This is a simple but important tip. A serious instrumentalist always takes care of their sound in every detail. A dirty, greasy, or sticky string detracts from your sound and your performance. Washing your hands before grabbing the bass also adds to the life of your strings.
16) If all the strings are low or high in pitch for a period of time, don’t adjust with your tuners.
What happens here is that if all your strings are slightly higher, your neck will be convex a little bit. And on the other hand, if all the strings are slightly lower, your bass neck becomes concaved a little bit. This generally occurs when you travel a lot and there are altitude and humidity differences within the cities you are visiting. Make the proper adjustment with your Allen wrench on the truss rod, and then make the final adjustments with your bass tuners and you’ll be all set. That way you won’t be increasing the alteration of the setting and calibration of your neck.
17) More about Straps.
It’s important to talk about the optimum length of your instrument strap. Choose any strap length you want, but consider that if you choose a length that makes you play with your bass in a lower position live than the one you use for studying, it will detract from your performance…things will feel and play differently. I’ve presented this to my students for years.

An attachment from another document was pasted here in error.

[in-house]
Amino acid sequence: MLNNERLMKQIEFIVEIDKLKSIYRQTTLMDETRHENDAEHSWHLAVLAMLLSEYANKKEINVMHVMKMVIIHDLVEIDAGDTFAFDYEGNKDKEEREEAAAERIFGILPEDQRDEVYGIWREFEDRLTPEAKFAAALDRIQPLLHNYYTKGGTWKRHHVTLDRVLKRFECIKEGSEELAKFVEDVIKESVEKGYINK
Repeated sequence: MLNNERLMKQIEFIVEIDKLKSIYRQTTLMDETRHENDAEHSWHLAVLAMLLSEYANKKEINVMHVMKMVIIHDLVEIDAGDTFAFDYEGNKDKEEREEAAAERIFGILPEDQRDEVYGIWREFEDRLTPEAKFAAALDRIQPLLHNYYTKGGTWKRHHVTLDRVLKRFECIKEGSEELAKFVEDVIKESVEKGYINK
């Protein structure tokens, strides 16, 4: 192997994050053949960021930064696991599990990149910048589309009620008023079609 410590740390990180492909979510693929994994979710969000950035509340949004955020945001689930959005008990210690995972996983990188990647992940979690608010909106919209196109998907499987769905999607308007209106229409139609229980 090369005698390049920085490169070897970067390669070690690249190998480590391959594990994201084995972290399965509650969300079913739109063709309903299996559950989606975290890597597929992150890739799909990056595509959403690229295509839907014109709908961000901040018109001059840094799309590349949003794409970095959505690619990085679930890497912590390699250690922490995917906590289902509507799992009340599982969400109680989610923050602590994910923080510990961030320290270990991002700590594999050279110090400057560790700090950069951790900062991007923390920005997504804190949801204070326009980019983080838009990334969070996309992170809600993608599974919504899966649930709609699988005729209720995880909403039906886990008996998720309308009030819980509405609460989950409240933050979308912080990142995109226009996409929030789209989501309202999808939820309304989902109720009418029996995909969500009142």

18) Here are some tips on setting the volume and EQ for your amp.
a) After plugging in your instrument and turning your amp on, set the input gain level at approximately 50% with the master volume in zero.
b) While playing with the standard touch set the master volume to the desired volume.
c) While playing with the standard touch equalize to your desired taste.
d) While playing with the standard touch move the input gain till making the clipping led to blink slightly. From that point, while playing with the standard touch, lower the input gain a little bit till the clipping led stops blinking.
e) Finally, while playing with the standard touch, set the master volume to the desired level.
19) Choose the proper cable connector that goes into your bass.
If you have a bass that has the jack on the bottom (facing the floor), I suggest you choose a 90° or “L” connector. This connector will be much more user friendly in that position because it won’t be making contact when you sit down (which also happens to a slight degree when you are standing up). This happens because a regular straight ¼ inch connector is much longer than a 90° one. If your jack is on the front of the bass, the normal connector is the way to go.
20) Turn off your cell phone!
I know this last tip sounds a little funny, but trust me, it deserves your attention.
Many of the tips I suggest come from my own personal experiences. I remember 20 years ago when I was playing live on television with an artist, and placed my cell phone on top of my amp and forgot to turn it off. Somebody called me, and we could do nothing but continue to play. This was embarrassing, as well as seriously irritating to the director. Bottom line…Turn your phone off.
This is all for now my friends. I’ll see you on the next: “Tips for the Modern Bass Player”, Part Three.
About Igor Saavedra
It's amazing that Igor was not into music till he picked up a bass for the first time at the age of 22 in 1988.